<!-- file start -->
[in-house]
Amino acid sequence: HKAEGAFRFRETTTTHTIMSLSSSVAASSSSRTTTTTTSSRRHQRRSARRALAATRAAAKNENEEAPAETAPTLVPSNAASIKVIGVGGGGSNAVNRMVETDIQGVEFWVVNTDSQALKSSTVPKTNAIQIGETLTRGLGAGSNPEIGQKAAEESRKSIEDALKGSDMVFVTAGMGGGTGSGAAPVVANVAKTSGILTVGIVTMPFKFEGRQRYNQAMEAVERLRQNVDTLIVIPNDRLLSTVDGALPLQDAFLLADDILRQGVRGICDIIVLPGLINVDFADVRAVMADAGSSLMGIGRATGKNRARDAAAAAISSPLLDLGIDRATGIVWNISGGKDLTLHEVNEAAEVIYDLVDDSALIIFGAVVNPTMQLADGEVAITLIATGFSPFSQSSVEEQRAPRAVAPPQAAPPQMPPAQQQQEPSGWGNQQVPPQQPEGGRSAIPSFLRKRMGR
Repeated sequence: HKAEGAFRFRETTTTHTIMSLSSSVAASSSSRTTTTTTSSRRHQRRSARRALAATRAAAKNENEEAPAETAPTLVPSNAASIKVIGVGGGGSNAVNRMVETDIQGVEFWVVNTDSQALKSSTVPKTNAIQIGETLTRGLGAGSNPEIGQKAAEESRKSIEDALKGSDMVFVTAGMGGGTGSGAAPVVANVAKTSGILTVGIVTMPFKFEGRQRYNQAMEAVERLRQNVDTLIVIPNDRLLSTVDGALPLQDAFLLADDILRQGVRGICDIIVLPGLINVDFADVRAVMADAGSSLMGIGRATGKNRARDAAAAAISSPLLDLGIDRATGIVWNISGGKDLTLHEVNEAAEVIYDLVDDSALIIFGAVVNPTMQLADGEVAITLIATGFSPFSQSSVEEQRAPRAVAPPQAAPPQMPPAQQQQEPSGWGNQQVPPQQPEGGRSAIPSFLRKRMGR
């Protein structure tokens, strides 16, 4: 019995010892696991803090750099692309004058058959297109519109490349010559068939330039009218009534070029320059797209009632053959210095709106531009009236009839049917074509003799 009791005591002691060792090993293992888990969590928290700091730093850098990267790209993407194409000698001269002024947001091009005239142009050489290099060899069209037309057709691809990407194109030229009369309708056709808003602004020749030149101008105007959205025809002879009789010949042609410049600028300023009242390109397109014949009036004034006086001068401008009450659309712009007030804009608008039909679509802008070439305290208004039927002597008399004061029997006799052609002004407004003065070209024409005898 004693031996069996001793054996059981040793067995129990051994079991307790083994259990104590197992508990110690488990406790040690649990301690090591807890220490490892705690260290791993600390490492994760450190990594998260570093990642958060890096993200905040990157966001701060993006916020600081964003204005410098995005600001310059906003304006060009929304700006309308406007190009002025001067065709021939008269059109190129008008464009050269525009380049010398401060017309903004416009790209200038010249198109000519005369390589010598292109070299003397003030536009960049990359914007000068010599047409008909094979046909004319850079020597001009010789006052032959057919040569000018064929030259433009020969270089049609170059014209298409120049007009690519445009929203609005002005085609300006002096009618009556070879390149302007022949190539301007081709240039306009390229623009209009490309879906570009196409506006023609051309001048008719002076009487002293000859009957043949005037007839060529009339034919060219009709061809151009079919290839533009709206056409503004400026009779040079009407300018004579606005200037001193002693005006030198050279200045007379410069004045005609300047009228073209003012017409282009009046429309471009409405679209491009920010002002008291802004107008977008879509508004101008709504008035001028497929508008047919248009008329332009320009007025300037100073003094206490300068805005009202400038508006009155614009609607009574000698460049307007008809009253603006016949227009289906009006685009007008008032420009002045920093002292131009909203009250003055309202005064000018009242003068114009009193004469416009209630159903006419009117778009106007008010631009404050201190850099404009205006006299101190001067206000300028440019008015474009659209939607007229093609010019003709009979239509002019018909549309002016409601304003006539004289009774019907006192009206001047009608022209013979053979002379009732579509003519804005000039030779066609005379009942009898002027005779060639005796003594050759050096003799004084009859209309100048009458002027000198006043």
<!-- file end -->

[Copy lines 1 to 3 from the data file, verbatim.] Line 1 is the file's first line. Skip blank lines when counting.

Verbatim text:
[in-house]
Amino acid sequence: HKAEGAFRFRETTTTHTIMSLSSSVAASSSSRTTTTTTSSRRHQRRSARRALAATRAAAKNENEEAPAETAPTLVPSNAASIKVIGVGGGGSNAVNRMVETDIQGVEFWVVNTDSQALKSSTVPKTNAIQIGETLTRGLGAGSNPEIGQKAAEESRKSIEDALKGSDMVFVTAGMGGGTGSGAAPVVANVAKTSGILTVGIVTMPFKFEGRQRYNQAMEAVERLRQNVDTLIVIPNDRLLSTVDGALPLQDAFLLADDILRQGVRGICDIIVLPGLINVDFADVRAVMADAGSSLMGIGRATGKNRARDAAAAAISSPLLDLGIDRATGIVWNISGGKDLTLHEVNEAAEVIYDLVDDSALIIFGAVVNPTMQLADGEVAITLIATGFSPFSQSSVEEQRAPRAVAPPQAAPPQMPPAQQQQEPSGWGNQQVPPQQPEGGRSAIPSFLRKRMGR
Repeated sequence: HKAEGAFRFRETTTTHTIMSLSSSVAASSSSRTTTTTTSSRRHQRRSARRALAATRAAAKNENEEAPAETAPTLVPSNAASIKVIGVGGGGSNAVNRMVETDIQGVEFWVVNTDSQALKSSTVPKTNAIQIGETLTRGLGAGSNPEIGQKAAEESRKSIEDALKGSDMVFVTAGMGGGTGSGAAPVVANVAKTSGILTVGIVTMPFKFEGRQRYNQAMEAVERLRQNVDTLIVIPNDRLLSTVDGALPLQDAFLLADDILRQGVRGICDIIVLPGLINVDFADVRAVMADAGSSLMGIGRATGKNRARDAAAAAISSPLLDLGIDRATGIVWNISGGKDLTLHEVNEAAEVIYDLVDDSALIIFGAVVNPTMQLADGEVAITLIATGFSPFSQSSVEEQRAPRAVAPPQAAPPQMPPAQQQQEPSGWGNQQVPPQQPEGGRSAIPSFLRKRMGR